Von Hove’s interpretation partly misses Hellman’s point: Regina is not a monster from choice but a victim of a time in society when women had no options. Like Ibsen’s Hedda Gabler, Regina is a woman who has been educated to do nothing but grace her husband’s drawing room. However, as the smartest one in the room and aching to achieve something, she has gone on the offensive and taken advantage of each dishonest opportunity that comes along.
We are still told that Papa Hubbard left everything to his sons and gave Regina nothing, but there is no sense that Regina could have been other than she is had she been given an outlet for her talents and her free time. Marvel seems rueful of how things have turned out, but is never allowed to show us the woman that Regina might have been.
The overt physical violence is exactly what Hellman avoided and what made her play so frightening: that one could symbolically twist another’s arm without lifting a finger. Here, the violence becomes predicable as well as tiresome. Yes, the Hubbards’ dishonest dealings of 1900 are still going on today, but it is rather simplistic to think that a modern audience could not see the parallel to the shady transactions of our own economic time. And the play’s language and vocabulary are still very much of 1900: a reference to an autograph given the Hubbard’s parents by composer Richard Wagner, the constant use of the “N’’ word, etc.
The acting style is as raw and nakedly emotional as the stripped down scenery and costumes. Marvel’s face registers every thought and emotion that flickers by. In a role that has won acclaim for Tallulah Bankhead, Anne Bancroft, Elizabeth Taylor and Stockard Channing on stage and Bette Davis in the film version, Marvel always commands the stage. What this approach does not allow her to use is the velvet glove that Hellman’s original turn-of-the-century Regina was famous for.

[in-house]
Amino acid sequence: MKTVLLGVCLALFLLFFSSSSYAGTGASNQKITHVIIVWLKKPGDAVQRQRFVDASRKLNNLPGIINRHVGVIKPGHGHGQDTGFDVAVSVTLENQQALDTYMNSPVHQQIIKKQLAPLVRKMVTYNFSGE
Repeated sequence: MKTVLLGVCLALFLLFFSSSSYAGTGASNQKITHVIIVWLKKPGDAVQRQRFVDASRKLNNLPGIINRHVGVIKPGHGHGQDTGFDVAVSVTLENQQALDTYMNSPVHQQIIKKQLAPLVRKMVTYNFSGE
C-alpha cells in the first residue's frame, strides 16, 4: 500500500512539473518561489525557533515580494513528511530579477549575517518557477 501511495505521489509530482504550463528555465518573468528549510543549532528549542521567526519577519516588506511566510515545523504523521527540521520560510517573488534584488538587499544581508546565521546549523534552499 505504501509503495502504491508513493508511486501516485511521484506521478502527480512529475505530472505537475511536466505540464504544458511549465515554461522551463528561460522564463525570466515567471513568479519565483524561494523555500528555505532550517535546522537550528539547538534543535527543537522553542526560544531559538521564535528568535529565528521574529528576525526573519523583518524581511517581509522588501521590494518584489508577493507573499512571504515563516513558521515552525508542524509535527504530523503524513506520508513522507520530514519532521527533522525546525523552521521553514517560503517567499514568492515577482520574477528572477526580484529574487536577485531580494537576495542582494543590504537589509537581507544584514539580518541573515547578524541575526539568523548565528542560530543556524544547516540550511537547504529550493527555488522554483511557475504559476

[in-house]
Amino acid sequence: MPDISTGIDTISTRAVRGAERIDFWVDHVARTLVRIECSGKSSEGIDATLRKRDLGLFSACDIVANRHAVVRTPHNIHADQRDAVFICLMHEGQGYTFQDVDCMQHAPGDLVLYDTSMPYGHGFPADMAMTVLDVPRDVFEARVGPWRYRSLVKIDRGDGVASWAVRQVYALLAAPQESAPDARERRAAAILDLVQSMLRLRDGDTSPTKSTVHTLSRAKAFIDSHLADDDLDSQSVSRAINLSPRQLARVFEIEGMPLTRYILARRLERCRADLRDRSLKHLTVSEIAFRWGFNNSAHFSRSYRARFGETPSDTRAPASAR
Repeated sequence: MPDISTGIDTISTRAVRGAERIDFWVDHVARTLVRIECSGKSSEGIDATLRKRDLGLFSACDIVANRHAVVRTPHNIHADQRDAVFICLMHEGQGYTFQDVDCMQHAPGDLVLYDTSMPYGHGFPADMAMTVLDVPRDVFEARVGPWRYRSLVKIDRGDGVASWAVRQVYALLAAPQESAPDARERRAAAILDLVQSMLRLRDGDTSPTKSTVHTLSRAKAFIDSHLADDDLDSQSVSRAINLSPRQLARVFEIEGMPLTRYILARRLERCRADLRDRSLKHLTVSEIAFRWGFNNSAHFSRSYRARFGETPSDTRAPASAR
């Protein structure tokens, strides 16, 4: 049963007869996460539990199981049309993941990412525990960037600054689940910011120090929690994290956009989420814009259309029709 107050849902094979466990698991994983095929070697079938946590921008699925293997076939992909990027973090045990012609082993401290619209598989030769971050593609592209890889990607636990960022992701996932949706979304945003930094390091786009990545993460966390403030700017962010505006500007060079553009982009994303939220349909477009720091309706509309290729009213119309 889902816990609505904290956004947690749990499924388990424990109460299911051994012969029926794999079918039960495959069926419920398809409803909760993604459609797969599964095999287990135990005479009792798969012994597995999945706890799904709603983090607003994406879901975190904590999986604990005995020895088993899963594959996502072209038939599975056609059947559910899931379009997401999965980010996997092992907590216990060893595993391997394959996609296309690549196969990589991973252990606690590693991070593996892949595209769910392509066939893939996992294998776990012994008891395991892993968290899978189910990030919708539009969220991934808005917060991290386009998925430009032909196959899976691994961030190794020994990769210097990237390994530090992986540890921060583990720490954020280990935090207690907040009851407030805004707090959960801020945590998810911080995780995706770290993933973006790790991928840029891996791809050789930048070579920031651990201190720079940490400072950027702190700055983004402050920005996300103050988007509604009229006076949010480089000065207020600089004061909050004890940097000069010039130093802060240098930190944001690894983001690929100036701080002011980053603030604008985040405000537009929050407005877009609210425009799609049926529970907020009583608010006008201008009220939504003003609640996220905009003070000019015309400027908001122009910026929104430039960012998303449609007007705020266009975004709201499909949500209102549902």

The men in the production each seem have chosen a single character trait and pursued that in their performance. It works only because the emotions are so naked as to be frightening in themselves. Marton Csokas’ Ben is all steely will, Thomas Jay Ryan’s Oscar is neurotically paranoid, while Christopher Evan Welch’s Horace is all hostile backbone.
In a role that is often overlooked, Tina Benko makes Oscar’s wife Birdie into her own woman, one with tremendous regrets and her own coping devices. Both Nick Westrate and Cristin Milioti hold their own in this company as the Hubband offspring. Westrate’s Leo, a cub who more resembles his uncle than his father, has already developed slimy, cunning tricks. Alexandra, played by Milioti, both Regina and Horace’s daughter, has the recalcitrance and the strength of character of both her parents.
As the Hubbard servants, Lynda Gravatt and Greig Sargeant are most affected by van Hove’s approach which makes them one-note rather than the moral voice of a Greek chorus they are intended to be. Casting the Chicago entrepreneur with an actor (Sanjit De Silva) who appears to be Middle Eastern seems trendy and reductive rather than meaningful.
Ivo van Hove’s reinterpretation of Lillian Hellman’s The Little Foxes, surely destined to be controversial, does blow off some of the mustiness that lingers around this American period classic. However, the success of portraying the play as a contemporary parable of our time is questionable and the violence of the acting fails to replace the withering social manners that the production avoids. Nevertheless, this Little Foxes offers a fine cast in virtuoso performances and gives Elizabeth Marvel yet another opportunity to create an indelible characterization in her Regina Giddens.
The Little Foxes (through October 31)
New York Theater Workshop, 79 E. 4th Street, in Manhattan
For tickets, call 212-279-4200 or www.ticketcentral.com